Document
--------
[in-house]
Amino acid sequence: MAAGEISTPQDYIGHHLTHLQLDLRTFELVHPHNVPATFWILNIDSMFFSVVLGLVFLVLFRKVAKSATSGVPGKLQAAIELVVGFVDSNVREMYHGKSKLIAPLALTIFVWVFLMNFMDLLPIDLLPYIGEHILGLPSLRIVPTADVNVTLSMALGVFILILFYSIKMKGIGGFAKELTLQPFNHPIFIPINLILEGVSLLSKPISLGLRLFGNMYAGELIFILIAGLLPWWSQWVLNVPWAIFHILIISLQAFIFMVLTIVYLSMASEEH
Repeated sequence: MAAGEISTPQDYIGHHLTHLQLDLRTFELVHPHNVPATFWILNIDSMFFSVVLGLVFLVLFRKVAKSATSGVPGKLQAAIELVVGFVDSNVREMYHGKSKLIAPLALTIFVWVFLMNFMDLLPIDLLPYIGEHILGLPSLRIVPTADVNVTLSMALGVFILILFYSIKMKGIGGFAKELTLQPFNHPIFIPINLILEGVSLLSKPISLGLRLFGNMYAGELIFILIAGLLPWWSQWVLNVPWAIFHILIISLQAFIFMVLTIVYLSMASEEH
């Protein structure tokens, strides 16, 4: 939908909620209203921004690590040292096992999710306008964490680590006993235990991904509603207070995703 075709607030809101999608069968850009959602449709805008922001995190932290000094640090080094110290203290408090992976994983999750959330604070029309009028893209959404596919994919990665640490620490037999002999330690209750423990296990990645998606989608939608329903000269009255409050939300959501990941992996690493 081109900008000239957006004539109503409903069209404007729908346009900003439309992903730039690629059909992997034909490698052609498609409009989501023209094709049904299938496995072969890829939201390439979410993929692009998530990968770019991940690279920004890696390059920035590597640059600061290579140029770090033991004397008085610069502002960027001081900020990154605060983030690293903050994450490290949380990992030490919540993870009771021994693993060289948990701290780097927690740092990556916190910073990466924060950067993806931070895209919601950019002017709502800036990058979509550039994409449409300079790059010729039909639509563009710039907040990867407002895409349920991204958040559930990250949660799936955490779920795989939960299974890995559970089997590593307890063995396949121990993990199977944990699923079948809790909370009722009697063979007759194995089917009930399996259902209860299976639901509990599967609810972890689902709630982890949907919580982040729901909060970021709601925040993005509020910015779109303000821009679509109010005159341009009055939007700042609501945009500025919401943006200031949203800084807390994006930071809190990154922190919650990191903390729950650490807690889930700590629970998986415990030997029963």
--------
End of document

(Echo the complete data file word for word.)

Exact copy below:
[in-house]
Amino acid sequence: MAAGEISTPQDYIGHHLTHLQLDLRTFELVHPHNVPATFWILNIDSMFFSVVLGLVFLVLFRKVAKSATSGVPGKLQAAIELVVGFVDSNVREMYHGKSKLIAPLALTIFVWVFLMNFMDLLPIDLLPYIGEHILGLPSLRIVPTADVNVTLSMALGVFILILFYSIKMKGIGGFAKELTLQPFNHPIFIPINLILEGVSLLSKPISLGLRLFGNMYAGELIFILIAGLLPWWSQWVLNVPWAIFHILIISLQAFIFMVLTIVYLSMASEEH
Repeated sequence: MAAGEISTPQDYIGHHLTHLQLDLRTFELVHPHNVPATFWILNIDSMFFSVVLGLVFLVLFRKVAKSATSGVPGKLQAAIELVVGFVDSNVREMYHGKSKLIAPLALTIFVWVFLMNFMDLLPIDLLPYIGEHILGLPSLRIVPTADVNVTLSMALGVFILILFYSIKMKGIGGFAKELTLQPFNHPIFIPINLILEGVSLLSKPISLGLRLFGNMYAGELIFILIAGLLPWWSQWVLNVPWAIFHILIISLQAFIFMVLTIVYLSMASEEH
């Protein structure tokens, strides 16, 4: 939908909620209203921004690590040292096992999710306008964490680590006993235990991904509603207070995703 075709607030809101999608069968850009959602449709805008922001995190932290000094640090080094110290203290408090992976994983999750959330604070029309009028893209959404596919994919990665640490620490037999002999330690209750423990296990990645998606989608939608329903000269009255409050939300959501990941992996690493 081109900008000239957006004539109503409903069209404007729908346009900003439309992903730039690629059909992997034909490698052609498609409009989501023209094709049904299938496995072969890829939201390439979410993929692009998530990968770019991940690279920004890696390059920035590597640059600061290579140029770090033991004397008085610069502002960027001081900020990154605060983030690293903050994450490290949380990992030490919540993870009771021994693993060289948990701290780097927690740092990556916190910073990466924060950067993806931070895209919601950019002017709502800036990058979509550039994409449409300079790059010729039909639509563009710039907040990867407002895409349920991204958040559930990250949660799936955490779920795989939960299974890995559970089997590593307890063995396949121990993990199977944990699923079948809790909370009722009697063979007759194995089917009930399996259902209860299976639901509990599967609810972890689902709630982890949907919580982040729901909060970021709601925040993005509020910015779109303000821009679509109010005159341009009055939007700042609501945009500025919401943006200031949203800084807390994006930071809190990154922190919650990191903390729950650490807690889930700590629970998986415990030997029963």